Epigenetics of Alternative Splicing in Plants

A special issue of Plants (ISSN 2223-7747). This special issue belongs to the section "Plant Molecular Biology".

Deadline for manuscript submissions: closed (15 February 2022) | Viewed by 2823

Special Issue Editors

School of Psychology and Life Sciences, Canterbury Christ Church University, Canterbury CT1 1QU, UK
Interests: alternative splcing and abiotic stress tolerance; epigenetics of alternative splicing; heterosis
Cardiff School of Biosciences, Cardiff University, Cardiff CF10 3AT, UK
Interests: epigenomics; abiotic stress; alternative splicing; gene regulation; epiRILs.
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Special Issue Information

Dear Colleagues, 

Alternative splicing (AS) is widespread in humans and plants. Recent evidence suggests that the process of splicing is largely co-transcriptional, and introns are spliced when pre-mRNA is still attached to DNA by RNA polymerase II (RNAPII). Since DNA is packaged into chromatin, it provides a natural barrier to the advancing RNAPII and influences the splicing process. Exons are usually GC-rich (nucleosome-rich compared to GC-poor introns), and transcription through nucleosome-rich regions with compact chromatin tends to be slower. Nucleosome occupancy is also lower in alternatively spliced exons compared to those that are constitutively spliced. DNA methylation affects exon recognition and is influenced by the GC architecture of exons and flanking introns in humans. Recent evidence suggests that histone modifications also directly affect AS in humans. Such evidence in plants is lacking; however, similar mechanisms may be involved, as the majority of Arabidopsis genes exhibit similar gene body methylation to other organisms. Not surprisingly, novel findings in plants have shown that the process of splicing is indeed predominantly co-transcriptional in plants; however, the mechanistic details remain to be elucidated. Therefore, this Special Issue aims to address how differences in DNA methylation, chromatin architecture, histone modification and RNA modifications influence splicing.

Dr. Naeem Hasan Syed
Dr. Saurabh Chaudhary
Guest Editors

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Keywords

  • epigenetics
  • DNA-methylation
  • chromatin structure
  • alternative splicing
  • gene regulation

Published Papers (1 paper)

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Research

19 pages, 3734 KiB  
Article
Stochastic Variation in DNA Methylation Modulates Nucleosome Occupancy and Alternative Splicing in Arabidopsis thaliana
Plants 2022, 11(9), 1105; https://doi.org/10.3390/plants11091105 - 19 Apr 2022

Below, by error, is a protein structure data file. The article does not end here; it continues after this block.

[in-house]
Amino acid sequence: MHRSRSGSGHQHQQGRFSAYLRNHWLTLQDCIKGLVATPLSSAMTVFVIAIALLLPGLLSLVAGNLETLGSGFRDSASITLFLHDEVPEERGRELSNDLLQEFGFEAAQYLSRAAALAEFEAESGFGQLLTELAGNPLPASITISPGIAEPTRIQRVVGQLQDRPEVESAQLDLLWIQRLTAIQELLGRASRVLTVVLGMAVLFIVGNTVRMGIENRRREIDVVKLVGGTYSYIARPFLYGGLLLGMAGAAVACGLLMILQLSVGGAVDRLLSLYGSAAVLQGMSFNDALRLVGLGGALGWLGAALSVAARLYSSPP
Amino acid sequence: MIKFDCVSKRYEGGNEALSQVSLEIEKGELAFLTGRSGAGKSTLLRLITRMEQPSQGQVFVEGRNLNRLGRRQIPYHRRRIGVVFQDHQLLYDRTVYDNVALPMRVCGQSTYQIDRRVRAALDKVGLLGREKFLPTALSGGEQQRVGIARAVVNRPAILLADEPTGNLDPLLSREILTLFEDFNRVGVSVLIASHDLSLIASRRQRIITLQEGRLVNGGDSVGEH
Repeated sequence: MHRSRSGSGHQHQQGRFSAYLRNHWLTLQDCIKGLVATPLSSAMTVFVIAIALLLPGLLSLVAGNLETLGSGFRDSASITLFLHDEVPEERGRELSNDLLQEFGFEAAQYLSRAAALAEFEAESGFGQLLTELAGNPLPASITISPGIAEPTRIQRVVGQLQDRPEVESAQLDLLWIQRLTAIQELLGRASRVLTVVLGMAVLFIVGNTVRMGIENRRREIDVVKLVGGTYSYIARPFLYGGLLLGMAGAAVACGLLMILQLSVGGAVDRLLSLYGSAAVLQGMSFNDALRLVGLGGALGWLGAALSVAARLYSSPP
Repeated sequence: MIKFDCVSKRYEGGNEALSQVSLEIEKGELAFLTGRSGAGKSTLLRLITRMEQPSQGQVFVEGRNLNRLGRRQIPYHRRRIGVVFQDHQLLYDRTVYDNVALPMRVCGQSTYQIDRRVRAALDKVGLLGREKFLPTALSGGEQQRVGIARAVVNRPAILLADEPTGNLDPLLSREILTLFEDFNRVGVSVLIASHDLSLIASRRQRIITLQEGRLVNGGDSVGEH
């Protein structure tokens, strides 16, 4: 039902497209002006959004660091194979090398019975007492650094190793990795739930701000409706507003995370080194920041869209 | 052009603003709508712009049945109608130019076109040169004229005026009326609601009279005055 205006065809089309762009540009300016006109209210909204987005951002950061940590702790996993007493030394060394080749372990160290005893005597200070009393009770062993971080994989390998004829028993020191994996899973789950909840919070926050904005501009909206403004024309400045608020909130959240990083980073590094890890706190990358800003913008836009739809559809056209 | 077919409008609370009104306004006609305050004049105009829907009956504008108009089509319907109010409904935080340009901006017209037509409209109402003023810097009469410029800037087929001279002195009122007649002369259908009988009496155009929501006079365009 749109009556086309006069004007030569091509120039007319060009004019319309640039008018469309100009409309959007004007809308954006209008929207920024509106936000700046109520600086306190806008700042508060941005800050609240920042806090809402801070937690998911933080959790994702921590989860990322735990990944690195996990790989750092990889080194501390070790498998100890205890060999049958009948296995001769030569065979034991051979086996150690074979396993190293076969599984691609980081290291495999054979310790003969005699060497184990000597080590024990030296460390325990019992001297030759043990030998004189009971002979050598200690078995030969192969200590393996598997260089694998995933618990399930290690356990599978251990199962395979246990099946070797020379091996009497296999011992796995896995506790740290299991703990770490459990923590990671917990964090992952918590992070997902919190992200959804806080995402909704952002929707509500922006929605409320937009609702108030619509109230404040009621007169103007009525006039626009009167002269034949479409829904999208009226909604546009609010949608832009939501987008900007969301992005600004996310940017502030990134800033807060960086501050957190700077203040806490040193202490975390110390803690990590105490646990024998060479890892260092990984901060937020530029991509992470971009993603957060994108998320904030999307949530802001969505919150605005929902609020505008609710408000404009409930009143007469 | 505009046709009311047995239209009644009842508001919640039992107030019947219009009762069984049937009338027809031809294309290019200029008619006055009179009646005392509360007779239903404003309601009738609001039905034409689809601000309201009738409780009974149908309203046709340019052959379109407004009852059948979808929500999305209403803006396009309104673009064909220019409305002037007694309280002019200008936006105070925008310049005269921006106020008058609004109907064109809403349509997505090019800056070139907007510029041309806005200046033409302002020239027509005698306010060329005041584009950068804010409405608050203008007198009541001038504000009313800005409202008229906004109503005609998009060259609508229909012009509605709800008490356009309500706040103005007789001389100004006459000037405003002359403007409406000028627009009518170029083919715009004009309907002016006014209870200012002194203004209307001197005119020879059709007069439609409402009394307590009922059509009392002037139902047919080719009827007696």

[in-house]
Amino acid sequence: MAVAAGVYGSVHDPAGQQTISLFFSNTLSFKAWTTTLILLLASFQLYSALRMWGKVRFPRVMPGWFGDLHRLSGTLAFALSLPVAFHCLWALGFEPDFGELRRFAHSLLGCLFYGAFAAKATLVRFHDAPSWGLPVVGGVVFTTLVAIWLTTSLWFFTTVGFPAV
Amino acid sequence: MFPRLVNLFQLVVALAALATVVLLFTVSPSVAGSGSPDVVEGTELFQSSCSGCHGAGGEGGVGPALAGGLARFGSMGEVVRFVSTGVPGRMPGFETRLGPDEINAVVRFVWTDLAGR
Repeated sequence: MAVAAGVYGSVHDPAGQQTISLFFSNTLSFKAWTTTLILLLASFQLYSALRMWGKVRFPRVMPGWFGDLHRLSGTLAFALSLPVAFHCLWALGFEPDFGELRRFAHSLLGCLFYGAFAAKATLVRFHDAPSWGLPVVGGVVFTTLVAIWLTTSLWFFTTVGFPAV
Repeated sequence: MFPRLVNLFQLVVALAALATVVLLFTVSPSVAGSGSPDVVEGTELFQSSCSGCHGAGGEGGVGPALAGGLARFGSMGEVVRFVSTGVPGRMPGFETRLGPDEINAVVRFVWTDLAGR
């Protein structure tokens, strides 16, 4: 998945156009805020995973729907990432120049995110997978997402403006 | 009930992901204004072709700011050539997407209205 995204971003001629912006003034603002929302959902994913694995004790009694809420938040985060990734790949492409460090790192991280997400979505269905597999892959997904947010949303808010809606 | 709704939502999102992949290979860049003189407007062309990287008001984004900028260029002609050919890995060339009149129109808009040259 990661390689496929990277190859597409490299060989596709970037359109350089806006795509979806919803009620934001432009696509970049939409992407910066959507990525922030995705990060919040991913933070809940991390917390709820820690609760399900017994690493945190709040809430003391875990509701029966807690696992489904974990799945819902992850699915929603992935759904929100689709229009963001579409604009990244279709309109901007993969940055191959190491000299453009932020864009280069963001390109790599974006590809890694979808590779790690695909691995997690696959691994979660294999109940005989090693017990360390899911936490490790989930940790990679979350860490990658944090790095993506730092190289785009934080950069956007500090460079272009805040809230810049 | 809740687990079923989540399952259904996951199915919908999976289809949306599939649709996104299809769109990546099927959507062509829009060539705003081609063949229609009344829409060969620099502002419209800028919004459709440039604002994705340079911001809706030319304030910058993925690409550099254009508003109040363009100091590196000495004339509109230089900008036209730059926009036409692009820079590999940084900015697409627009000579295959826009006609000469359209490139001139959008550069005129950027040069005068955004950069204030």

Cited by 2 | Viewed by 2142
Abstract
Plants use complex gene regulatory mechanisms to overcome diverse environmental challenges. For instance, cold stress induces rapid and massive transcriptome changes via alternative splicing (AS) to confer cold tolerance in plants. In mammals, mounting evidence suggests chromatin structure can regulate co-transcriptional AS. Recent [...] Read more.
Plants use complex gene regulatory mechanisms to overcome diverse environmental challenges. For instance, cold stress induces rapid and massive transcriptome changes via alternative splicing (AS) to confer cold tolerance in plants. In mammals, mounting evidence suggests chromatin structure can regulate co-transcriptional AS. Recent evidence also supports co-transcriptional regulation of AS in plants, but how dynamic changes in DNA methylation and the chromatin structure influence the AS process upon cold stress remains poorly understood. In this study, we used the DNA methylation inhibitor 5-Aza-2′-Deoxycytidine (5-aza-dC) to investigate the role of stochastic variations in DNA methylation and nucleosome occupancy in modulating cold-induced AS, in Arabidopsis thaliana (Arabidopsis). Our results demonstrate that 5-aza-dC derived stochastic hypomethylation modulates nucleosome occupancy and AS profiles of genes implicated in RNA metabolism, plant hormone signal transduction, and of cold-related genes in response to cold stress. We also demonstrate that cold-induced remodelling of DNA methylation regulates genes involved in amino acid metabolism. Collectively, we demonstrate that sudden changes in DNA methylation via drug treatment can influence nucleosome occupancy levels and modulate AS in a temperature-dependent manner to regulate plant metabolism and physiological stress adaptation. Full article
(This article belongs to the Special Issue Epigenetics of Alternative Splicing in Plants)
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